Managers are warning NHS services may have to be cut to solve the financial crisis as trouble-shooters prepare to go into the worst-hit trusts.
Managers say tough decisions need to be taken
The NHS Confederation poll of 35 trusts facing debts found most thought harsh action was the answer.
This could include ward closures, shorter hospital stays and consultants seeing patients in community settings.
The warning comes as ministers said hit-squads will be sent into the 18 trusts with the most problematic debts.
Health Secretary Patricia Hewitt said consultants had identified nine hospital trusts and nine primary care trusts which needed expert help to sort out their finances after reviewing over 60 trusts - 10% of the total in England.
The "turnaround teams" will work alongside trust staff, although another 23 trusts will be specially monitored by regional NHS bosses to make sure their deficits are reined in.
Ms Hewitt said health managers should be aiming to operate with surpluses by the end of the 2006-7 financial year.
The NHS is currently predicted to finish this year £620m in deficit, although ministers say the final figure will be much lower.
Ms Hewitt said: "Despite all the talk of a so-called financial crisis, the projected overspend, at the half-year stage, still accounts for less than 1% of the total NHS budget."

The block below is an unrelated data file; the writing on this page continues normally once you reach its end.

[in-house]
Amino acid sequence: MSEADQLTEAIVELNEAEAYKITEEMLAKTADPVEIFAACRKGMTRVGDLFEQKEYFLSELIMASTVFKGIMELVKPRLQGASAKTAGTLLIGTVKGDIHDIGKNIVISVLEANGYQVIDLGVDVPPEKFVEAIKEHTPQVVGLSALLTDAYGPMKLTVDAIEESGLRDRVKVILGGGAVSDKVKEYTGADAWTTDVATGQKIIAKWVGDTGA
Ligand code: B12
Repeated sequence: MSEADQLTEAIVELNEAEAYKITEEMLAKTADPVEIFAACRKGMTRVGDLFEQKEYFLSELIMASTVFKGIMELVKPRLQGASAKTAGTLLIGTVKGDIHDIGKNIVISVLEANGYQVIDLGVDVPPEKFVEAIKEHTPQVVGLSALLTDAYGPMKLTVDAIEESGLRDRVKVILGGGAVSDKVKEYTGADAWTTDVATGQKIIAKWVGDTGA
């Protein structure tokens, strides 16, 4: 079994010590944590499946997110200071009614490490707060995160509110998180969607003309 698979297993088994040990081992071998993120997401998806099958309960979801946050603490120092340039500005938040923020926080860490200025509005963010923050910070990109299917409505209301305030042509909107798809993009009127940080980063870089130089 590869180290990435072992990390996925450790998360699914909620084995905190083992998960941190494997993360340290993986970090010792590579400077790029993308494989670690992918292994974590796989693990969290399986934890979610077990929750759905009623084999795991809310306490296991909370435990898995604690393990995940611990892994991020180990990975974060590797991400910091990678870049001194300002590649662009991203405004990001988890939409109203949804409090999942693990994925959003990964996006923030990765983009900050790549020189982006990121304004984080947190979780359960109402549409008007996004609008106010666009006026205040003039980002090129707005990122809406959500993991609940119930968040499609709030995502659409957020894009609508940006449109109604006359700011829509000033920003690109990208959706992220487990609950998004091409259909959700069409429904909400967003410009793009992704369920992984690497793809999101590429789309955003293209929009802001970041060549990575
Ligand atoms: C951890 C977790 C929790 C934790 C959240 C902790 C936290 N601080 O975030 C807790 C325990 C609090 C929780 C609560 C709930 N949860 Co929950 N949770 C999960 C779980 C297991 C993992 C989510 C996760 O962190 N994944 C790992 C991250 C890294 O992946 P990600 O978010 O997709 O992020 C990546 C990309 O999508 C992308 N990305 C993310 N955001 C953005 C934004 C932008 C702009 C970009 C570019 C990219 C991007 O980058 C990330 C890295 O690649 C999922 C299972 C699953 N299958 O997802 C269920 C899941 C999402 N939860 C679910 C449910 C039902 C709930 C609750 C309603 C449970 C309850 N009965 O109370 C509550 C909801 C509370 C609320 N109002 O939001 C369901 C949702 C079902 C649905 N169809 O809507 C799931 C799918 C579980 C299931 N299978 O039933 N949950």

The health secretary also unveiled a new rule book for the NHS which has placed financial management as one of seven priorities alongside the likes of cancer care, sexual health services and waiting times.
She said achieving financial balance need not harm patient care.
But the NHS Confederation survey of health service bosses revealed they think more tough measures were needed to balance the books
Three quarters said the public had to move away from its obsession with hospitals and accept services may close, hospital stays shorten and more care may be done in community settings in a bid to make the NHS more efficient.
And a third said the solution may also lie in operating with fewer staff.
NHS Confederation chief executive Dr Gill Morgan said: "A fixation with buildings is preventing the development of new and imaginative services and we will have to work hard to convince the public that, with technological advances, the loss of beds does not necessarily equate to a decline in services."
Paul Miller, chairman of the British Medical Association's consultants committee, said: "The measures about redesigning services make a lot of sense and are something consultants have been trying to do for years. The problem is we are not always consulted with.
"Shorter stays in hospital save money, but are also good for the patient as they recuperate better at home."
Shadow Health Secretary Andrew Lansley said ministers had "lost control" of NHS finances, while Liberal Democrat health spokesman Steve Webb said the government was repeating past mistakes by trying to manage the health service from the centre.
The trusts getting hit-squads are: Hammersmith Hospitals, Barnet and Chase Farm, Mid Yorkshire, Royal West Sussex, Surrey and Sussex, Brighton and Sussex University Hospitals, University Hospitals North Staffordshire, Shrewsbury and Telford, George Eliot Hospital, Hillingdon PCT, Selby and York PCT, Cheshire West PCT, West Wiltshire PCT, Kennet and North Wiltshire PCT, Kennet and North Wiltshire PCT and the four Sheffield PCTs.